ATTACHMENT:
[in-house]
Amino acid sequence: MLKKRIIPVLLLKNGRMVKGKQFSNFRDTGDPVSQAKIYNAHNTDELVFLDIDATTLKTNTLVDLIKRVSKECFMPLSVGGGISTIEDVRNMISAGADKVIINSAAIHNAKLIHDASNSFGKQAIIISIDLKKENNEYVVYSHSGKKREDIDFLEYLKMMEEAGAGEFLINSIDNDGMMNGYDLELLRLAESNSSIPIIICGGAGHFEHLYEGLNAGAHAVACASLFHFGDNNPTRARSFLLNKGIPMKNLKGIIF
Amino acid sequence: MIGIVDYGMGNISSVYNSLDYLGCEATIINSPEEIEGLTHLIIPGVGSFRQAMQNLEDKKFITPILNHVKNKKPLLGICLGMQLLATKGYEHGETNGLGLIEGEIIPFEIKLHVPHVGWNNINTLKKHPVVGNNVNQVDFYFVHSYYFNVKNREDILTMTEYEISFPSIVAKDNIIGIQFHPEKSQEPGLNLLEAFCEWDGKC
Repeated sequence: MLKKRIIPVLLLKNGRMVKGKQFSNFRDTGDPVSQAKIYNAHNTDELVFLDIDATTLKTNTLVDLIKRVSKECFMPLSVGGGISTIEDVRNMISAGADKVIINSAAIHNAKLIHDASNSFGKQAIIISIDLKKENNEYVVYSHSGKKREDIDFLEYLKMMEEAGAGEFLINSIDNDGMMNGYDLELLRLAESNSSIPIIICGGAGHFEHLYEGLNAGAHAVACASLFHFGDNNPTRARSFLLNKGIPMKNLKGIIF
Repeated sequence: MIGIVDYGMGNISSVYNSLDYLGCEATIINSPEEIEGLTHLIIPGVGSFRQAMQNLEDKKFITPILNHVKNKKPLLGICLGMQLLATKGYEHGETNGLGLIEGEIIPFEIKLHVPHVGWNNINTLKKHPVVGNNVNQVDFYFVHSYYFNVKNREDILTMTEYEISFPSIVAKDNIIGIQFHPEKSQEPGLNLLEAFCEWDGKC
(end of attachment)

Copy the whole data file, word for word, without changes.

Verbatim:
[in-house]
Amino acid sequence: MLKKRIIPVLLLKNGRMVKGKQFSNFRDTGDPVSQAKIYNAHNTDELVFLDIDATTLKTNTLVDLIKRVSKECFMPLSVGGGISTIEDVRNMISAGADKVIINSAAIHNAKLIHDASNSFGKQAIIISIDLKKENNEYVVYSHSGKKREDIDFLEYLKMMEEAGAGEFLINSIDNDGMMNGYDLELLRLAESNSSIPIIICGGAGHFEHLYEGLNAGAHAVACASLFHFGDNNPTRARSFLLNKGIPMKNLKGIIF
Amino acid sequence: MIGIVDYGMGNISSVYNSLDYLGCEATIINSPEEIEGLTHLIIPGVGSFRQAMQNLEDKKFITPILNHVKNKKPLLGICLGMQLLATKGYEHGETNGLGLIEGEIIPFEIKLHVPHVGWNNINTLKKHPVVGNNVNQVDFYFVHSYYFNVKNREDILTMTEYEISFPSIVAKDNIIGIQFHPEKSQEPGLNLLEAFCEWDGKC
Repeated sequence: MLKKRIIPVLLLKNGRMVKGKQFSNFRDTGDPVSQAKIYNAHNTDELVFLDIDATTLKTNTLVDLIKRVSKECFMPLSVGGGISTIEDVRNMISAGADKVIINSAAIHNAKLIHDASNSFGKQAIIISIDLKKENNEYVVYSHSGKKREDIDFLEYLKMMEEAGAGEFLINSIDNDGMMNGYDLELLRLAESNSSIPIIICGGAGHFEHLYEGLNAGAHAVACASLFHFGDNNPTRARSFLLNKGIPMKNLKGIIF
Repeated sequence: MIGIVDYGMGNISSVYNSLDYLGCEATIINSPEEIEGLTHLIIPGVGSFRQAMQNLEDKKFITPILNHVKNKKPLLGICLGMQLLATKGYEHGETNGLGLIEGEIIPFEIKLHVPHVGWNNINTLKKHPVVGNNVNQVDFYFVHSYYFNVKNREDILTMTEYEISFPSIVAKDNIIGIQFHPEKSQEPGLNLLEAFCEWDGKC